In July 1863, a riverboat bearing important cargo sailed into Louisville on the Ohio River. It was a shipment from the Union Army—not unusual in the days of the army’s occupation of the Kentucky city during the Civil War. But the Idahoe’s cargo was anything but ordinary, and the city refused to let the ship dock on its shores.
The ship wasn’t carrying weaponry—its cargo was human. Inside were over 100 prostitutes from Nashville, women who had been forced onto the ship at the behest of Union Army officials trying to stem a public health crisis of sexually transmitted diseases. They blamed the prostitutes for causing and spreading the diseases, which were nearly impossible to treat in a time before modern contraceptives or medical treatments, so they banished them from Nashville.
The women’s failed trip north on the Idahoe, a chartered boat known forever after as the “floating whorehouse,” was just the beginning of a strange period in the city’s history. When nobody would allow the ship to stop at their shores, Nashville officials had to devise another solution to their city’s crisis. In response, the city legalized prostitution in an attempt to prevent women with sexually transmitted infections from passing them along to large number of soldiers.
Modern research has shown that when sex work is legalized, sexually transmitted diseases fall—but over a century ago, the potential benefits of regulated sex work seemed clear even without those studies. The brief but successful experiment only lasted through the end of the Civil War. But it proved the benefits of allowing sex workers to practice their trade publicly.
“In the realm of unmarried sex,” writes historian Thomas Power Lowry, “Nashville remains America’s first experiment with legalized, regulated prostitution. Even with the primitive medical treatment available then, it seems to have been a remarkable success.”
Nashville had been occupied by Union soldiers since February 1862, and served as a large garrison for soldiers from the North. They didn’t come alone. Though there were about 200 prostitutes in the city before the Civil War began, the profession flourished and grew along with the Union occupation.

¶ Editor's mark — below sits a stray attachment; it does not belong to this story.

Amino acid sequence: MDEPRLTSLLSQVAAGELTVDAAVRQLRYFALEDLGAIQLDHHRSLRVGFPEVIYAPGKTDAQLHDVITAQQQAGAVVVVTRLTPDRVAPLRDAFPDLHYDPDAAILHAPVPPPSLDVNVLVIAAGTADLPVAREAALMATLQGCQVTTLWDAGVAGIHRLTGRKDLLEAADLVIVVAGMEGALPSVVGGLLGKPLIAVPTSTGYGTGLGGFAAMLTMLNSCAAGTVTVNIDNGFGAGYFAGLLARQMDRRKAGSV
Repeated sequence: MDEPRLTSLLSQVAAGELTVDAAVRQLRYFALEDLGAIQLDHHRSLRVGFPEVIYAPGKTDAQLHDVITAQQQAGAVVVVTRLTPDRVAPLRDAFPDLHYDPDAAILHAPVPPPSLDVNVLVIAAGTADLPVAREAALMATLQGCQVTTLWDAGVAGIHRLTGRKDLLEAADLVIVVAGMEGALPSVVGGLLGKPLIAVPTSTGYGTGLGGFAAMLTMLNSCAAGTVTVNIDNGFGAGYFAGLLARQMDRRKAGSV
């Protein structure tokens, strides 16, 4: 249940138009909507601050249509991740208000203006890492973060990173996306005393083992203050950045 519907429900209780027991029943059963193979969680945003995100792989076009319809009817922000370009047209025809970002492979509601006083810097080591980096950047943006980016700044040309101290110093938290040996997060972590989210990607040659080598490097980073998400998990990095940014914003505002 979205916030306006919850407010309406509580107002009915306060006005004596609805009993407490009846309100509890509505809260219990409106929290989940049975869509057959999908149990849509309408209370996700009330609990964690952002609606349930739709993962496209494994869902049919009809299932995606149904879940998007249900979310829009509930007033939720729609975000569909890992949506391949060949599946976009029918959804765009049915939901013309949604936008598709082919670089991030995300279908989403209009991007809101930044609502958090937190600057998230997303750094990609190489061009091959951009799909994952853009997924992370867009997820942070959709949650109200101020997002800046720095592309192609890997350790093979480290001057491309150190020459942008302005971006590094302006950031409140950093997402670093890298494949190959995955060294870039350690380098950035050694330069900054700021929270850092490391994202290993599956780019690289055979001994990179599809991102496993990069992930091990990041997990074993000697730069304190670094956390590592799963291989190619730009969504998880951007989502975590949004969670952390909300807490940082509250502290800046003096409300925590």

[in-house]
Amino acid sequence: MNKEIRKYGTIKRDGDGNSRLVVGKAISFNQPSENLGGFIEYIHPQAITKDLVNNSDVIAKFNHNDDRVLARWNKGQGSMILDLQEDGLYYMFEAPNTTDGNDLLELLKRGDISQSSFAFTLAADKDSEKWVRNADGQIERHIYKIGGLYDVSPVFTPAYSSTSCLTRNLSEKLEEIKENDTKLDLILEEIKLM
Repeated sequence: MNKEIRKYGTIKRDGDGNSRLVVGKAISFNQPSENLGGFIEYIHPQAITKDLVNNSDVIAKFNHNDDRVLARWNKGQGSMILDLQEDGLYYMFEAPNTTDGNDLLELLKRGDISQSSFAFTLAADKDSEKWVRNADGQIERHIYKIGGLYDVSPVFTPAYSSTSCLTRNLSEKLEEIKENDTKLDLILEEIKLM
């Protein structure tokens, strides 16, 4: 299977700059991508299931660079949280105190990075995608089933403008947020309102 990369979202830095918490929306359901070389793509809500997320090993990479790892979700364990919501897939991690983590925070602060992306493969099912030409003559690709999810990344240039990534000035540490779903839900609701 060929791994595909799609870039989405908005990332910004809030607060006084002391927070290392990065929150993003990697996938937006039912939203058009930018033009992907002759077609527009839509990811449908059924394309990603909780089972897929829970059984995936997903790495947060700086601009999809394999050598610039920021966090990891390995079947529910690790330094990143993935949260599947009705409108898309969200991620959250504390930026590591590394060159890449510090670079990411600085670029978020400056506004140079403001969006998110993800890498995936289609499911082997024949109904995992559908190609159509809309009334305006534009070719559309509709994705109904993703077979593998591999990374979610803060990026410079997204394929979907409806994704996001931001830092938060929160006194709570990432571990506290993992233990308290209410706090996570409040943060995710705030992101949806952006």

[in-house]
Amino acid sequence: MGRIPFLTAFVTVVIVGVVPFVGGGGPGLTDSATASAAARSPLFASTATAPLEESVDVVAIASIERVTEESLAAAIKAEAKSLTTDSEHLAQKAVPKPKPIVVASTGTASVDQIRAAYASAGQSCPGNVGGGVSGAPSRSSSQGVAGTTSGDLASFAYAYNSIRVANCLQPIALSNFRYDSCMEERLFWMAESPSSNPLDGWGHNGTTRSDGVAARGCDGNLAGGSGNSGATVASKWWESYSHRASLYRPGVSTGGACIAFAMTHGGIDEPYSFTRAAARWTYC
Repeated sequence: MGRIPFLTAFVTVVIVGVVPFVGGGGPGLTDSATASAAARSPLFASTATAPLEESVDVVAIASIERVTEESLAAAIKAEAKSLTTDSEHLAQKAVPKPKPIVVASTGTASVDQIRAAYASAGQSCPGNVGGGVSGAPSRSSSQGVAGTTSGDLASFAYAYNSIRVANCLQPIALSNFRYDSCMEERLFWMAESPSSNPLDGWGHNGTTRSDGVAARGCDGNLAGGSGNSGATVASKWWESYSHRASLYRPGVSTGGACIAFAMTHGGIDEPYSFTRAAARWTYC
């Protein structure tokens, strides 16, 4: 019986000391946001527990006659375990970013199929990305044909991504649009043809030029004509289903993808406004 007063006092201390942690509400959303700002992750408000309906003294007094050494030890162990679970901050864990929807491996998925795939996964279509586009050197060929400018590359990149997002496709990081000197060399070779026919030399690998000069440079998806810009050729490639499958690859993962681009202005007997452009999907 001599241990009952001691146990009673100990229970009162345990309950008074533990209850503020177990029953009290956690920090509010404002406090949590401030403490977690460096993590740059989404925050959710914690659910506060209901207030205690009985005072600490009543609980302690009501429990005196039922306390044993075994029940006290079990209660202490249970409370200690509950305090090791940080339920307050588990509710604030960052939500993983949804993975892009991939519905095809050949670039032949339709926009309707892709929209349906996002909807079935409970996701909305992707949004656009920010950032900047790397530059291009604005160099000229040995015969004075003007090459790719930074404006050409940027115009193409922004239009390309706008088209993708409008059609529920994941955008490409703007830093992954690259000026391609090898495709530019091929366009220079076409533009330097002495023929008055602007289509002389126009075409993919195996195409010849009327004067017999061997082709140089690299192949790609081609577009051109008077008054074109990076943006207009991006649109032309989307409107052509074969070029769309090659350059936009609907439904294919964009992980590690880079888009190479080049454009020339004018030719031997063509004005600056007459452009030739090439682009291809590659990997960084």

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Smokey Row, in what is now downtown Nashville, went from an uncomfortable city secret to a thriving red-light district with some 1,500 prostitutes. Many of the women were Southerners who became sex workers to earn a living after their male family members went to war. With the increased numbers of both prostitutes and clients came diseases like gonorrhea and syphilis.
“There was an old saying that no man culd [sic] be a soldier unless he had gone through Smokey Row,” wrote Benton E. Dubbs, a Union private. “The street was about three-fourths of a mile long and every house or shanty on both sides was a house of ill fame. Women had no thought of dress or decency. They say Smokey Row killed more soldiers than the war.”
In a time before modern condoms and antibiotics, venereal disease was both seen as an inevitable consequence of war and the fault of prostitutes. One in 11 Union soldiers contracted a sexually transmitted disease during the war. But in Nashville, the problem was seen as particularly bad. A Union officer complained that he heard about venereal diseases “daily and almost hourly” from surgeons who begged him to rid the city of “diseased prostitutes.”
And so, in July 1863, the Union provost marshal, George Spalding, began rounding up prostitutes and forcing them onto the Idahoe. But when the ship was denied safe harbor in Louisville, Cincinnati and every other port it attempted to enter, it returned to Nashville, trashed by the women who had been living there in abject conditions. The Union Army would have to try another tactic.
Starting in August 1863, Spalding launched a multi-pronged fight against sexually transmitted diseases. He ordered the creation of a hospital for prostitutes who had venereal diseases. To pay for it, prostitutes had to register for a license to practice their trade; some of the proceeds went to the hospital. The prostitutes were required to submit to regular health inspections and enter the hospital if they contracted a disease. A special hospital for soldiers with syphilis was also established in the city.
The program was a success: Not only did the numbers of Nashville-garrisoned soldiers with sexually transmitted diseases fall, but hundreds of prostitutes registered for licenses. Soon, the city’s reputation for obscene, coarsely dressed prostitutes “gave place to cleanliness and propriety,” according to a report on the program. Though medical treatments for sexually transmitted diseases were primitive at best at the time, oversight and prevention had proven to be a much more effective cure in Nashville.
The program was so successful that it spread to Memphis. But as historian Danielle Jeannine Cole notes, few outside of Tennessee knew about it at all, a fact she attributes to how quickly it was dismantled when the war ended.
The United States’ brief flirtation with legalized prostitution didn’t outlast the war, nor did it catch on afterward. Prostitution is still illegal in every state except Nevada, which has some counties that allow regulated brothels. Today, decriminalizing prostitution has been linked to lower rates of sexually transmitted infections. But in many ways, the stigma against sex work is as alive and well as it was in the days of Nashville’s floating brothel.